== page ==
Jim Hinckley stars in an upcoming travel video series

Longtime readers will know of Jim Hinckley, an author based out of Kingman, Ariz., who wrote “The Route 66 Encyclopedia” and other related books.

This video popped up in my feed over the weekend. Apparently Hinckley is getting into video as well:

The video was uploaded by Norman Fisk of Diamond Valley Productions, which produced “Route 66 Arizona” and other DVDs. The description of the video says:

Diamond Valley Productions upcoming project with noted historian and author Jim Hinckley will start shooting soon. Stay Tuned. The first episode will cover Kingman, Arizona and Mohave county along Route 66. Check www.diamondvalleyproductions.com for updates.

I emailed Hinckley for more details. Here is his response, lightly edited:

Norm Fisk … and I were talking about various projects during the work on the Route 66 video, and over the past few months as he finalized a promotional video for Kingman. Several weeks ago he asked if a video series based on my adventures would be of interest. Even though I have honed a few onscreen skills with various television interviews, this was uncharted territory. Still, as a catalyst for my work is to promote and encourage travel it seemed a logical next step.

So, we initiated work on the first video last week with a drive to Oatman. As this was where I grew up, it allowed me to get a feel for the process in a setting that was familiar. As a bonus, it gave me an opportunity to share memories of Ed of Ed’s Camp, to show segments of the National Old Trails Highway in the Black Mountains, and other locations.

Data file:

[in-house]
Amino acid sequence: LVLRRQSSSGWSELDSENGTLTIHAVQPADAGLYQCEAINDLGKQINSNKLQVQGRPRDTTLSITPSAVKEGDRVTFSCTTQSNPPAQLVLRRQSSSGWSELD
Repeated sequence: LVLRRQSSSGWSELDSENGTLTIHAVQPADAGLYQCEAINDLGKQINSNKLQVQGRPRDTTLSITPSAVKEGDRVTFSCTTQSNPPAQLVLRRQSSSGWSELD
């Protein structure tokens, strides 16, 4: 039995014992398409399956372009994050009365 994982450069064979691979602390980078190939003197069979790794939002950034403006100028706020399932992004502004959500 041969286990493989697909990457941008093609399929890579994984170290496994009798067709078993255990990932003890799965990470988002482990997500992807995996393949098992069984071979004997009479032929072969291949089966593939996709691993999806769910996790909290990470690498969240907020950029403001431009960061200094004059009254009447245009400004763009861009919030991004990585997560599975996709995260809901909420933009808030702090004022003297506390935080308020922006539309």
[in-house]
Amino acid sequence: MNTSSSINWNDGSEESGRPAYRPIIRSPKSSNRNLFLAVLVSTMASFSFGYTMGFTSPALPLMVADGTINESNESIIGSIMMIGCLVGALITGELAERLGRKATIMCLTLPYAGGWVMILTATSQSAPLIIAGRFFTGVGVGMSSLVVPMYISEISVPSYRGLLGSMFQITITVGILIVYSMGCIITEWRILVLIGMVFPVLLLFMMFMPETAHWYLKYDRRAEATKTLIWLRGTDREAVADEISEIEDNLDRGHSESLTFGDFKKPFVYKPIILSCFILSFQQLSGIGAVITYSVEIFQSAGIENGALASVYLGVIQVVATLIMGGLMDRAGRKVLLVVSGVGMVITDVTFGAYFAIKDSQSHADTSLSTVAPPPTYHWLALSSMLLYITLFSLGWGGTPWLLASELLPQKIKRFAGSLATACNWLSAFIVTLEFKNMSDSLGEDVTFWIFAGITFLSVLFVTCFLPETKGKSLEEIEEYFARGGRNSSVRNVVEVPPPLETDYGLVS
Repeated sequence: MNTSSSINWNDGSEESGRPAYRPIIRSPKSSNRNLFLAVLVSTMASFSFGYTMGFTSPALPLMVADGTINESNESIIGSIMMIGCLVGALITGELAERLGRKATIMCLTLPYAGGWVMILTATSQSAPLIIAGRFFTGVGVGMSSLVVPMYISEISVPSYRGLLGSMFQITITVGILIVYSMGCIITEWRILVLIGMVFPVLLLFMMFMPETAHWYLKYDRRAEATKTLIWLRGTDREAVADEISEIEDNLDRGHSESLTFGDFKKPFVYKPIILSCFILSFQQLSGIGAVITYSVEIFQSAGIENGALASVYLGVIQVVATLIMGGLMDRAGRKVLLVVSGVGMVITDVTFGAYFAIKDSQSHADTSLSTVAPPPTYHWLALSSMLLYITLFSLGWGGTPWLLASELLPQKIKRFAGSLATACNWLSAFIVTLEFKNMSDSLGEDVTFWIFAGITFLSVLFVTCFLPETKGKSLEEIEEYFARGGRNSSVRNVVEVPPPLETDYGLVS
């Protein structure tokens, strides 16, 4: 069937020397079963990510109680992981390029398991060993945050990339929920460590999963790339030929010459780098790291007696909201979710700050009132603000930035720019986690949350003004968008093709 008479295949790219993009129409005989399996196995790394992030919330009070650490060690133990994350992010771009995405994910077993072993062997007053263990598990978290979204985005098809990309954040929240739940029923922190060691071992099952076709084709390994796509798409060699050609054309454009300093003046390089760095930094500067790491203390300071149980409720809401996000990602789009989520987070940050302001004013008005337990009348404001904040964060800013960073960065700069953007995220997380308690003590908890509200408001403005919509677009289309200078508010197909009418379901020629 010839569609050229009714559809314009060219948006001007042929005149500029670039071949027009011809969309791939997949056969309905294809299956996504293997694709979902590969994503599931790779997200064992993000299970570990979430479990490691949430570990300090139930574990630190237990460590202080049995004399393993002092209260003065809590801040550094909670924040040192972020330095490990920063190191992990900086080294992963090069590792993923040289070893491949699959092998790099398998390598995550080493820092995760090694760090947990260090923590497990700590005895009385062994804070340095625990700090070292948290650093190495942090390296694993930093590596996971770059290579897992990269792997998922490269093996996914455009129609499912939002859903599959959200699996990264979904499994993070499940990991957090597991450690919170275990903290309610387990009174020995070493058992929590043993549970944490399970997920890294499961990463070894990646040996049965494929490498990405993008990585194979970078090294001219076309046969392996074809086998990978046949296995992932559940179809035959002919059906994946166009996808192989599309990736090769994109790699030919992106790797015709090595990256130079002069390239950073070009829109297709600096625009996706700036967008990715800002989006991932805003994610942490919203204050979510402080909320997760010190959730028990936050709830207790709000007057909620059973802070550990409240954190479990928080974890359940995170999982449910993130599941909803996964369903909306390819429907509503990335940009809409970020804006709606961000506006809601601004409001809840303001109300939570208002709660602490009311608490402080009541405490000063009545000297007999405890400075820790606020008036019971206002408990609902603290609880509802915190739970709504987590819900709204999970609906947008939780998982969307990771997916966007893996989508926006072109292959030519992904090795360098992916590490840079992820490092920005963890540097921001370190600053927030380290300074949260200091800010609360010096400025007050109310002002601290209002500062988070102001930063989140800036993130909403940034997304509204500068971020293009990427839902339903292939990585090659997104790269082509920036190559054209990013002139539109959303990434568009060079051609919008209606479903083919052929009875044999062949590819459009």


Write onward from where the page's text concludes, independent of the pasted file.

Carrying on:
The theme for the first video in this series will be Kingman as an overlooked destination on Route 66. We are looking at a 30-minute format with the inclusion of places like Haulapai Mountain Park, ghost towns such as Cerbat, Hackberry, and Mineral Park, and sites in the historic district. Long term, we are looking at focusing on other segments of Route 66 and a few detours, such as the Johnson Canyon Railroad tunnel near Ash Fork, the Williamson Valley Road from Seligman, and the old road from Williams to Jerome that provides access to White Horse Lake.

It sounds like an exciting project for both Hinckley and the Mother Road in that part of Arizona.

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